(As promised, I’ve taken inventory of the T-shirts remaining, by the way. See the swag post. Every order before December 1st will get a bonus red DGC notebook! -ctan)
The night clerk’s name was Ricky, by the way, and he was still in high school, but he only did a half day and then a couple days a week went to a vocational-technical school, which somehow translated to him having a few nights a week to work at the motel. He worked some days, too, and always seemed happy to chat with me or Ziggy or both of us. I got the feeling he didn’t get too many interesting people to talk to.
Claire’s digestive tract wasn’t improving much, but the sedative/painkiller they’d given her helped to shut it down. So she wasn’t eating much, but then at least she wasn’t evacuating her system so much, either.
We still ended up in the ER a couple nights later because dehydration had made her fever spike. Sound familiar? I called Flip from the payphone at the hospital.
“She’s probably built a lot like you,” Flip said. “When you think about it, half your genetics come from her, right? So you know what to do. Take care of her like you would yourself.”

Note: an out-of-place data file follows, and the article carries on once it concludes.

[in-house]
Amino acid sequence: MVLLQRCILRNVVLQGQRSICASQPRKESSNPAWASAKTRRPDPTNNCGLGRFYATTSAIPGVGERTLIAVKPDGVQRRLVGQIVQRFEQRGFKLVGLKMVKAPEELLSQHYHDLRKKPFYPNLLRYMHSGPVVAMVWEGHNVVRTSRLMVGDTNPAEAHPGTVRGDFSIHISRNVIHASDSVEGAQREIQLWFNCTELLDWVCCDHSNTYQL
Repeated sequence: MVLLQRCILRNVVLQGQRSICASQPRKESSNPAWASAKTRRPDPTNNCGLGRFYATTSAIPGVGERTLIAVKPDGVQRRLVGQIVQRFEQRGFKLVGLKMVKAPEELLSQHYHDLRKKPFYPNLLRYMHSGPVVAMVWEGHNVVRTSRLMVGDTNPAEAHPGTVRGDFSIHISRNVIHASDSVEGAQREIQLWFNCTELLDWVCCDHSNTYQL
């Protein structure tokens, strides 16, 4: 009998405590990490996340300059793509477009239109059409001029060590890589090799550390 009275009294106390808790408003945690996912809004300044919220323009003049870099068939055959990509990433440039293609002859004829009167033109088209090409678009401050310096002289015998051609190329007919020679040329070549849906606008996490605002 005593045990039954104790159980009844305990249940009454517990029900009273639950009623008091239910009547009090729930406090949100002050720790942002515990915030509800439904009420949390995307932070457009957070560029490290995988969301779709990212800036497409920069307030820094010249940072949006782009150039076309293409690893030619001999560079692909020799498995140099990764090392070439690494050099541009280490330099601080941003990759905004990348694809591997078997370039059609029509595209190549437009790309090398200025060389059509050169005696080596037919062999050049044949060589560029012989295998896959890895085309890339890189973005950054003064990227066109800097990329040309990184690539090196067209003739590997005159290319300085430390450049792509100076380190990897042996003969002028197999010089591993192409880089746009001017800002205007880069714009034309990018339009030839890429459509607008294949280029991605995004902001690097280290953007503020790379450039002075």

I made a mental note to buy a case of Gatorade. “Hey. Did you hear about Jordan Travers?”
“Yeah. Fucking shame. I know you knew him. I’m sorry.”
“Did you hear any details? I’m kind of out of the loop here.”
“I didn’t hear anything other than overdose. He’d been clean for years and years, you know? No idea why he started again.”
“Does there have to be a reason?”
“No, of course not. But you know, your tolerance goes down when you don’t do a drug for a long time. Maybe he thought he could handle a higher dose than he actually could. Or maybe it was stronger stuff.”
“It was just so… unexpected.”
“If he didn’t leave a suicide note or anything then it was probably just as much of a surprise to him.”
My stomach turned to ice. “Oh god, that sounds awful.”
“Oh, D. That’s not what I meant. I’m sure he didn’t feel a thing. He probably never knew anything was wrong.”
I supposed I preferred the thought that he slid peacefully into death rather than him dying while panicking about how stupid he’d been, but just thinking about it made me want to hyperventilate. “I still can’t get used to the idea that he’s gone. We’re so isolated here, it’s like stuff that happens other places isn’t real.”